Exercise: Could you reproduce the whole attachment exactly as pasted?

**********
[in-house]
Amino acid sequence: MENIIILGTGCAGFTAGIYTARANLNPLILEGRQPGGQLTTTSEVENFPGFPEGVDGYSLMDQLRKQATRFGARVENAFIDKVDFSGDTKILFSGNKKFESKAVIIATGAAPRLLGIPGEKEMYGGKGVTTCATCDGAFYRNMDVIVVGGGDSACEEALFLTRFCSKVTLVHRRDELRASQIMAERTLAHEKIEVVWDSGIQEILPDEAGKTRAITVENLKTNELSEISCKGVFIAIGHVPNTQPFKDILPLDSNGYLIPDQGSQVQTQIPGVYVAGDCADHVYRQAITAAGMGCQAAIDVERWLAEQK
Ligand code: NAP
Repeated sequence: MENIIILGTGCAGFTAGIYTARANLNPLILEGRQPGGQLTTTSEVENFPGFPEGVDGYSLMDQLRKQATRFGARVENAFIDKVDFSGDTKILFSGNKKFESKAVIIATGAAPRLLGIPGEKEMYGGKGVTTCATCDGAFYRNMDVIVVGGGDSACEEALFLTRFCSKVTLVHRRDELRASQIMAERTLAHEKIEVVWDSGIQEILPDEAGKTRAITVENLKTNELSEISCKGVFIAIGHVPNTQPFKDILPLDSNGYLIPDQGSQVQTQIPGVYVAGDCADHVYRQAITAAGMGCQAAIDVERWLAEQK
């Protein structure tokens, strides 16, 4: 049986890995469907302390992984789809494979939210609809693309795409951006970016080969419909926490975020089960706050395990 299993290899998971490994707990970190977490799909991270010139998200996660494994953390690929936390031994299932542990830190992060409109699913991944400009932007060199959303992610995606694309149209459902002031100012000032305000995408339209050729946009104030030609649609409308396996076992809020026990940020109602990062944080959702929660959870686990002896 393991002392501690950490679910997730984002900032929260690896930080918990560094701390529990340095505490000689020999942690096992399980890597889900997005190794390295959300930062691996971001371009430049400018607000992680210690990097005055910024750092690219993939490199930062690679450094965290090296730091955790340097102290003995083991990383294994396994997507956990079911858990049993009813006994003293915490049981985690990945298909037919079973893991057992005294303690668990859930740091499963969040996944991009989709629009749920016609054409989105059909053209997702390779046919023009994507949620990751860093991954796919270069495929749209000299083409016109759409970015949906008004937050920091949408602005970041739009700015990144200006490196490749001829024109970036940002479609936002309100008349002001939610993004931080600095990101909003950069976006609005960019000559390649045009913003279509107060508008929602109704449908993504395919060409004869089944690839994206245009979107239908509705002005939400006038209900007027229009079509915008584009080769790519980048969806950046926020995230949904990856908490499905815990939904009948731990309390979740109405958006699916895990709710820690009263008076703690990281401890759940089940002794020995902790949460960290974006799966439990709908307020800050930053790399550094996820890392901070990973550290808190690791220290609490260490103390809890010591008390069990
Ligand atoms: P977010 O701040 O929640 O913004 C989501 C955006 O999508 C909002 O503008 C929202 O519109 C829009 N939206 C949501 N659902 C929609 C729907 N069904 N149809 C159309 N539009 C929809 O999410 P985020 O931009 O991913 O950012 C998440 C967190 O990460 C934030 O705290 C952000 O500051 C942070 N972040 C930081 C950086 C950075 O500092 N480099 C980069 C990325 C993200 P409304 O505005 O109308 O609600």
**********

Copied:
[in-house]
Amino acid sequence: MENIIILGTGCAGFTAGIYTARANLNPLILEGRQPGGQLTTTSEVENFPGFPEGVDGYSLMDQLRKQATRFGARVENAFIDKVDFSGDTKILFSGNKKFESKAVIIATGAAPRLLGIPGEKEMYGGKGVTTCATCDGAFYRNMDVIVVGGGDSACEEALFLTRFCSKVTLVHRRDELRASQIMAERTLAHEKIEVVWDSGIQEILPDEAGKTRAITVENLKTNELSEISCKGVFIAIGHVPNTQPFKDILPLDSNGYLIPDQGSQVQTQIPGVYVAGDCADHVYRQAITAAGMGCQAAIDVERWLAEQK
Ligand code: NAP
Repeated sequence: MENIIILGTGCAGFTAGIYTARANLNPLILEGRQPGGQLTTTSEVENFPGFPEGVDGYSLMDQLRKQATRFGARVENAFIDKVDFSGDTKILFSGNKKFESKAVIIATGAAPRLLGIPGEKEMYGGKGVTTCATCDGAFYRNMDVIVVGGGDSACEEALFLTRFCSKVTLVHRRDELRASQIMAERTLAHEKIEVVWDSGIQEILPDEAGKTRAITVENLKTNELSEISCKGVFIAIGHVPNTQPFKDILPLDSNGYLIPDQGSQVQTQIPGVYVAGDCADHVYRQAITAAGMGCQAAIDVERWLAEQK
């Protein structure tokens, strides 16, 4: 049986890995469907302390992984789809494979939210609809693309795409951006970016080969419909926490975020089960706050395990 299993290899998971490994707990970190977490799909991270010139998200996660494994953390690929936390031994299932542990830190992060409109699913991944400009932007060199959303992610995606694309149209459902002031100012000032305000995408339209050729946009104030030609649609409308396996076992809020026990940020109602990062944080959702929660959870686990002896 393991002392501690950490679910997730984002900032929260690896930080918990560094701390529990340095505490000689020999942690096992399980890597889900997005190794390295959300930062691996971001371009430049400018607000992680210690990097005055910024750092690219993939490199930062690679450094965290090296730091955790340097102290003995083991990383294994396994997507956990079911858990049993009813006994003293915490049981985690990945298909037919079973893991057992005294303690668990859930740091499963969040996944991009989709629009749920016609054409989105059909053209997702390779046919023009994507949620990751860093991954796919270069495929749209000299083409016109759409970015949906008004937050920091949408602005970041739009700015990144200006490196490749001829024109970036940002479609936002309100008349002001939610993004931080600095990101909003950069976006609005960019000559390649045009913003279509107060508008929602109704449908993504395919060409004869089944690839994206245009979107239908509705002005939400006038209900007027229009079509915008584009080769790519980048969806950046926020995230949904990856908490499905815990939904009948731990309390979740109405958006699916895990709710820690009263008076703690990281401890759940089940002794020995902790949460960290974006799966439990709908307020800050930053790399550094996820890392901070990973550290808190690791220290609490260490103390809890010591008390069990
Ligand atoms: P977010 O701040 O929640 O913004 C989501 C955006 O999508 C909002 O503008 C929202 O519109 C829009 N939206 C949501 N659902 C929609 C729907 N069904 N149809 C159309 N539009 C929809 O999410 P985020 O931009 O991913 O950012 C998440 C967190 O990460 C934030 O705290 C952000 O500051 C942070 N972040 C930081 C950086 C950075 O500092 N480099 C980069 C990325 C993200 P409304 O505005 O109308 O609600």